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Name: People v. Martinez
Case #: D068746
Court: CA Court of Appeal
District 4 DCA
Division: 1
Opinion Date: 02/08/2017

Trial court did not err by awarding noneconomic restitution to victim of continuous sexual abuse (Pen. Code, § 288.5) under section 1202.4, subdivision (f)(3)(F). After his conviction for continuous sexual abuse of a child under the age of 14, the trial court imposed $150,000 in noneconomic restitution that the victim had not requested. On appeal, Martinez challenged the restitution award, asserting that the restitution provision that permitted the court to award noneconomic restitution—section 1202.4, subdivision (f)(3)(F)—only applied to victims of section 288 offenses, not section 288.5. Held: Affirmed. Section 1202.4, subdivision (f)(3)(F) provides, in pertinent part, that a victim restitution order shall include, to the extent possible, reimbursement for every determined economic loss that was the result of the defendant’s criminal conduct, including “[n]oneconomic losses, including, but not limited to psychological harm, for felony violations of Section 288.” There is a split of authority concerning whether section 1202.4, subdivision (f)(3)(F) applies to convictions for continuous sexual abuse under section 288.5. (Compare People v. Valenti (2016) 243 Cal.App.4th 1140 [no], and People v. McCarthy (2016) 244 Cal.App.4th 1096 [yes].) Agreeing with McCarthy, the Court of Appeal held that section 1202.4, subdivision (f)(3)(F) applies to section 288.5 convictions. McCarthy reasoned that it would be absurd for the provision to apply to violations of section 288 but not the more serious violation of section 288.5. The legislative history of section 1202.4, subdivision (f)(3)(F) supports this construction. Committee analyses indicates that the provision was intended to increase civil restitution awards to victims of child molestation generally. Applying section 1202.4, subdivision (f)(3)(F) to a conviction for continuous sexual abuse was not error.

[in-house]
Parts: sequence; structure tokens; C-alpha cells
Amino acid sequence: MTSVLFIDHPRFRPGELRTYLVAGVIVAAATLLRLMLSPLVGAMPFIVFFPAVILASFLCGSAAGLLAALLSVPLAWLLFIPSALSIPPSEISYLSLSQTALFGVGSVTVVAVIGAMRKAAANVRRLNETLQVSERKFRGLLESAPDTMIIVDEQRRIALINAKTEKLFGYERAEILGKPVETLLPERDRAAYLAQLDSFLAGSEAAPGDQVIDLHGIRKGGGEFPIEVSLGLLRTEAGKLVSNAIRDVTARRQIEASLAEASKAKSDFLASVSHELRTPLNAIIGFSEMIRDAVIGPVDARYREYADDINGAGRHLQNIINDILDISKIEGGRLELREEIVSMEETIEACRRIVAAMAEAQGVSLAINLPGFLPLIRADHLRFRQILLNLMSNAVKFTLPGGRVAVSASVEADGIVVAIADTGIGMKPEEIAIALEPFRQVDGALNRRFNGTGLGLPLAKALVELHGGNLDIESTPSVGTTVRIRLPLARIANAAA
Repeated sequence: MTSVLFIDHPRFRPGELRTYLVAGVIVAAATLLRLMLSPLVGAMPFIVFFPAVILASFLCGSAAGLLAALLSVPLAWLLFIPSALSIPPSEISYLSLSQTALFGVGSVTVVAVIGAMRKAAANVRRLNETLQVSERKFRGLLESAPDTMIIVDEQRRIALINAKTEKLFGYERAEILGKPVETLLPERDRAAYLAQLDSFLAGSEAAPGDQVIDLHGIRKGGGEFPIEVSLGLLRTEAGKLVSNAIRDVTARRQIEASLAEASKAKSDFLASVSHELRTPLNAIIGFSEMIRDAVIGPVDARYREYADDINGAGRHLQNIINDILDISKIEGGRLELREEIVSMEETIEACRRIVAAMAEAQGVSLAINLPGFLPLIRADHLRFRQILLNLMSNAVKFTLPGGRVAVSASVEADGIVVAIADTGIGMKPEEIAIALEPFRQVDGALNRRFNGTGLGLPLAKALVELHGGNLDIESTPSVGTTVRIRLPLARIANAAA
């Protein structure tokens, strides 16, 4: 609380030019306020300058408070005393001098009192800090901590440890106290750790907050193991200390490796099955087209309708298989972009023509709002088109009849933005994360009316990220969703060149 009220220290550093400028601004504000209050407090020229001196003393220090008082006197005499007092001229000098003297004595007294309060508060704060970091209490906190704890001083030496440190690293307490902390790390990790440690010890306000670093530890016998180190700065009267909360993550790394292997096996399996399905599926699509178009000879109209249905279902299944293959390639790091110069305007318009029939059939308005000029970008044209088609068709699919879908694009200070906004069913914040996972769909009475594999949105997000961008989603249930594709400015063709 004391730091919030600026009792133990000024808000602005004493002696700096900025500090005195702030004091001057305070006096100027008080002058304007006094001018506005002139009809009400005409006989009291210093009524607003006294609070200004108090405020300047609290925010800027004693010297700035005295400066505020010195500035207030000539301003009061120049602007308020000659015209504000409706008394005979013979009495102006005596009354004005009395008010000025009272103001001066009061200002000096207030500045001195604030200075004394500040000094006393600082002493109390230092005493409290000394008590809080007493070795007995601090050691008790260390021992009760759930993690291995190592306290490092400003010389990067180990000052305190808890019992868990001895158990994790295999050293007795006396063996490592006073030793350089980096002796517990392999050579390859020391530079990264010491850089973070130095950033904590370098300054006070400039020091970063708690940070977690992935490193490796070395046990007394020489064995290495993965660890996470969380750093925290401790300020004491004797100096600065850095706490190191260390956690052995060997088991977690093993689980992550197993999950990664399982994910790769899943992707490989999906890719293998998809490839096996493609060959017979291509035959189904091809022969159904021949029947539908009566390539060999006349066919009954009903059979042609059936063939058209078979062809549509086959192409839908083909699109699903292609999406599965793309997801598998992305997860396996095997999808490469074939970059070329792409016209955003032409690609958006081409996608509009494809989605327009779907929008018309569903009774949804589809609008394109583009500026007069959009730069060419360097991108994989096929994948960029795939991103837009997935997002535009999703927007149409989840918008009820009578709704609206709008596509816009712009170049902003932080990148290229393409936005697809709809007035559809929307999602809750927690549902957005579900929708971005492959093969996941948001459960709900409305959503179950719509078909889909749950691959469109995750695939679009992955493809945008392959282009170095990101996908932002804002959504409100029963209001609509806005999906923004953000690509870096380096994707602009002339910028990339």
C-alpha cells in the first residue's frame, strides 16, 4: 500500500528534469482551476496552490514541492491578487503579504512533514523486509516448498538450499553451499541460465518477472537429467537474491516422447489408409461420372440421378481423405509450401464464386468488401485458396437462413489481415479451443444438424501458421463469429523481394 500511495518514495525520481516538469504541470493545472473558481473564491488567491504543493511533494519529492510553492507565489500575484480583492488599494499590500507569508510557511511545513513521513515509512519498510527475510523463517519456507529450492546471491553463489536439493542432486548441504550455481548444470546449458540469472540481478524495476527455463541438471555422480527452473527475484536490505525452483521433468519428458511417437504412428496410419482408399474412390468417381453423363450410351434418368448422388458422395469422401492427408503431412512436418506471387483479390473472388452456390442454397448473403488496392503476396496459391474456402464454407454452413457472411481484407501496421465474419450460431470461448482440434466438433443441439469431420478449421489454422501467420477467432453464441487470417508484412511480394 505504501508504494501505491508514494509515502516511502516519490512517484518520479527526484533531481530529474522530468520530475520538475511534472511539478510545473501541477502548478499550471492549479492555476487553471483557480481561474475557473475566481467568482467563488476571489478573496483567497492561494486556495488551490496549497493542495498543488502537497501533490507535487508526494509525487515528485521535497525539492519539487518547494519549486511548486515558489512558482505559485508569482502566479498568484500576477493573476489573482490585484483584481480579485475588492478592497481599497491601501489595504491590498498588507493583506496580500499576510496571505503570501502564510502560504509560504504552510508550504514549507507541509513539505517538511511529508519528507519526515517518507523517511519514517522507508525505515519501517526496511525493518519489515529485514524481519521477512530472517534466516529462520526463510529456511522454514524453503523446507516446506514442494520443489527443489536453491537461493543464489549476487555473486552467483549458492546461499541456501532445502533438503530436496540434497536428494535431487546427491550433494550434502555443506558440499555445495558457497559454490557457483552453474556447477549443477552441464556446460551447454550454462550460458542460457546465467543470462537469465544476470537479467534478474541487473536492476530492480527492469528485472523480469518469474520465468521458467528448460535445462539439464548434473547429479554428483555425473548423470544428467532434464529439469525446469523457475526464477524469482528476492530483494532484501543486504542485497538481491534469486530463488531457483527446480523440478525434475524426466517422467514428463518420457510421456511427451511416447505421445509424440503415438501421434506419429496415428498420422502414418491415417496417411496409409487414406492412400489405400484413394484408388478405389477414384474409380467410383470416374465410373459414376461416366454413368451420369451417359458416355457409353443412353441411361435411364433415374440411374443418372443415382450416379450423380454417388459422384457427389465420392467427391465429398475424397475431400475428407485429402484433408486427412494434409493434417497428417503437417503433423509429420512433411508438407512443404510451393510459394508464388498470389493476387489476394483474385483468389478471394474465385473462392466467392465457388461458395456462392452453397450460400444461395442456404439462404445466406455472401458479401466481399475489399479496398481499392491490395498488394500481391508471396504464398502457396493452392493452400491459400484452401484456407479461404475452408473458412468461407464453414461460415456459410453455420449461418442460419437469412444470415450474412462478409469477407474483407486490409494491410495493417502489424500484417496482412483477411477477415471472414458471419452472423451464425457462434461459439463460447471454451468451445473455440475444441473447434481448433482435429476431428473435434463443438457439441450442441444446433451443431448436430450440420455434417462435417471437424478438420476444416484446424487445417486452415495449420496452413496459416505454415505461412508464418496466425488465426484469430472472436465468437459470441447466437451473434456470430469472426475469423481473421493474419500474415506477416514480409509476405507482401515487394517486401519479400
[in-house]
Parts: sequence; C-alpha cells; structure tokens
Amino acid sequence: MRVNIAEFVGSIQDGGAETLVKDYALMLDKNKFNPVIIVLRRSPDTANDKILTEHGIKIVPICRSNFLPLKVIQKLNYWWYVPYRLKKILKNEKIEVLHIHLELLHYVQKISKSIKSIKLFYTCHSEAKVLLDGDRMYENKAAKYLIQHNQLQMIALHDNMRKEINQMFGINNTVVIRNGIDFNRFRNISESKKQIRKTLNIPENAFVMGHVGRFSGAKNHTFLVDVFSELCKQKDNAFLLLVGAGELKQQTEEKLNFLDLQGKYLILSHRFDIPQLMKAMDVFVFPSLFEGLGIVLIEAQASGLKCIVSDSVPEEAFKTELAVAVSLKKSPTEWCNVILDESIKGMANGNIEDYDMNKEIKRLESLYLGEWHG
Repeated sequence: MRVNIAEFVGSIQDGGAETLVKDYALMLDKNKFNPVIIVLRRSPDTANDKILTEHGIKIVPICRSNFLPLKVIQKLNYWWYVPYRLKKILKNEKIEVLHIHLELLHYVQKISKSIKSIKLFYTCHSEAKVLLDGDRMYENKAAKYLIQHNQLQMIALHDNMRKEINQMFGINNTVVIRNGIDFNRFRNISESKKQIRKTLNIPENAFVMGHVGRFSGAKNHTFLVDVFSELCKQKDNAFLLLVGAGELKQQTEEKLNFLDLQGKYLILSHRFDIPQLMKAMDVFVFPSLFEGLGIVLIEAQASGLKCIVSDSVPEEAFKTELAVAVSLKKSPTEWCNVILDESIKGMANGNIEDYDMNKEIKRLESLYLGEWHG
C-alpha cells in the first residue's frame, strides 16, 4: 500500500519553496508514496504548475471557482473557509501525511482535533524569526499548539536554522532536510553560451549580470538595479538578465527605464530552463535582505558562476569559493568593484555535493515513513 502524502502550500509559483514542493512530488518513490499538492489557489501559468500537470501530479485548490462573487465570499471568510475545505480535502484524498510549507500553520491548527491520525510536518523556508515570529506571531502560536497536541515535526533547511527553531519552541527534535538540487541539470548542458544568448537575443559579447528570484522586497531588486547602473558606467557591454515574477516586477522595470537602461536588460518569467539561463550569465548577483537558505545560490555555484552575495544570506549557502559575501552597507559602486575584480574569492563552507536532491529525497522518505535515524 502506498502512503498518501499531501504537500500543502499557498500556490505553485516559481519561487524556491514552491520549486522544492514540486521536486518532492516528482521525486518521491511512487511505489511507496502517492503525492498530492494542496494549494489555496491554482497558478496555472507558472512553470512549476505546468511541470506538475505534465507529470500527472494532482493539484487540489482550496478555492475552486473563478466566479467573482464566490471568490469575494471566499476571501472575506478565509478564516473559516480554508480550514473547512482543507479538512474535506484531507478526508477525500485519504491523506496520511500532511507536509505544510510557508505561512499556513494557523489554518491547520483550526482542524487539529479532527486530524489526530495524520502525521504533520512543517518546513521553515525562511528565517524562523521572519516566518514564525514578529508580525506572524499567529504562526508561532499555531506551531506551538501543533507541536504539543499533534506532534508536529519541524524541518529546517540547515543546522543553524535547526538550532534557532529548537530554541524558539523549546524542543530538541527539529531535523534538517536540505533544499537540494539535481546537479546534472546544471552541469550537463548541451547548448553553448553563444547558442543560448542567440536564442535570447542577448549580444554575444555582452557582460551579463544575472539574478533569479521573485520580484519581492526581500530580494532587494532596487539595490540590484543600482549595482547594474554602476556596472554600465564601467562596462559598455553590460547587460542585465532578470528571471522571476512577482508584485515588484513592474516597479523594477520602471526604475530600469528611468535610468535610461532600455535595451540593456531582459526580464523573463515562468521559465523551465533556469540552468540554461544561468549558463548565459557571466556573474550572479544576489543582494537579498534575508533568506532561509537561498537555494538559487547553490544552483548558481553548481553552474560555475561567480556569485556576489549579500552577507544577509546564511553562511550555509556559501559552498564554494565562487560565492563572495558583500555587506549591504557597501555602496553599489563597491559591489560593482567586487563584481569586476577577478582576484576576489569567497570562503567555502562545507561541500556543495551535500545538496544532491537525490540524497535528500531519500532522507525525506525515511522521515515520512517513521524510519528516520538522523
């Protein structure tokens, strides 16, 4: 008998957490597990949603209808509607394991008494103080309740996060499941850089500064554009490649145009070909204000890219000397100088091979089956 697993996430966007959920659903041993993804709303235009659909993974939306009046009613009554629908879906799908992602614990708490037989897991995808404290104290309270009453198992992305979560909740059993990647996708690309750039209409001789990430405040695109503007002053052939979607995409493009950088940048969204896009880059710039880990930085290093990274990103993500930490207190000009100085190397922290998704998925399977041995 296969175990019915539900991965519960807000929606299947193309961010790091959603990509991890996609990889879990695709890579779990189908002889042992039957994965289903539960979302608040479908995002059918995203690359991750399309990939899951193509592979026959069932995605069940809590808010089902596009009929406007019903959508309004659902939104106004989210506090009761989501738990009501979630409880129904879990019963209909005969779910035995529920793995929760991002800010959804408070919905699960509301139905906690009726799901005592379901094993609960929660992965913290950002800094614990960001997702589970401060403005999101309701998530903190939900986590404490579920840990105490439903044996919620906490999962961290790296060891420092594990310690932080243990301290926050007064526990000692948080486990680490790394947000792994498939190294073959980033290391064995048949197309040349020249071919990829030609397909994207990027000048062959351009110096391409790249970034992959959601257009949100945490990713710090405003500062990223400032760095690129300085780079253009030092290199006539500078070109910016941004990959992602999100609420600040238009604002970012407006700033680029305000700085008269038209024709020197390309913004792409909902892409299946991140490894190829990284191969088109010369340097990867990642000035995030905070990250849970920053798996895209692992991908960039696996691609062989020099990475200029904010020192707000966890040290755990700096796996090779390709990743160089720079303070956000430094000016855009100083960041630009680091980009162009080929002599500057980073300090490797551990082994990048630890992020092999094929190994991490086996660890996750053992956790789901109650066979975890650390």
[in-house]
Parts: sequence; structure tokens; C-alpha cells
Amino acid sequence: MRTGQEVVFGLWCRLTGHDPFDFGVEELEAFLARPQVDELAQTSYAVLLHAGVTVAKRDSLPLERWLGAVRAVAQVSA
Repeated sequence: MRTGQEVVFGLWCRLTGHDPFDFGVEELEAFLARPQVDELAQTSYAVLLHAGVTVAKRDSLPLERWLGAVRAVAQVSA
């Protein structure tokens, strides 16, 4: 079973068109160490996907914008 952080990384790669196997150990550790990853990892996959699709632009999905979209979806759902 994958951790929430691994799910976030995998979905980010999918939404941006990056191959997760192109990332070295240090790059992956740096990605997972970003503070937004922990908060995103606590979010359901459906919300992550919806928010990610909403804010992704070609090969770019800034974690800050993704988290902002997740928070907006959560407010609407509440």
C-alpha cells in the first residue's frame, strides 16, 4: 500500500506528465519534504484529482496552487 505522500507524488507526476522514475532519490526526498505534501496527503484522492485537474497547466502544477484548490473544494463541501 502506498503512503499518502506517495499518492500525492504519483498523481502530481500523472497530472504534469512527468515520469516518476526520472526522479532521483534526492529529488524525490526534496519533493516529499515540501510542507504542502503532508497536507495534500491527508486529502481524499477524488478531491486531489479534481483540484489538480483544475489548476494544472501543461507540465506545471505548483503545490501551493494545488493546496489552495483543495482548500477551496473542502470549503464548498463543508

Apprendi does not apply to direct victim restitution awards. Martinez’s argument that the restitution award violated his Sixth Amendment right to a jury trial under Apprendi v. New Jersey (2000) 530 U.S. 466, fails because Apprendi only requires a jury determination of any fact, other than the fact of a prior conviction, that increases the penalty for a crime beyond the statutory maximum and direct victim restitution is not a criminal penalty. (See People v. Foalima (2015) 239 Cal.App.4th 1376, 1398; People v. Smith (2011) 198 Cal.App.4th 415, 433.)

The full opinion is available on the court’s website here: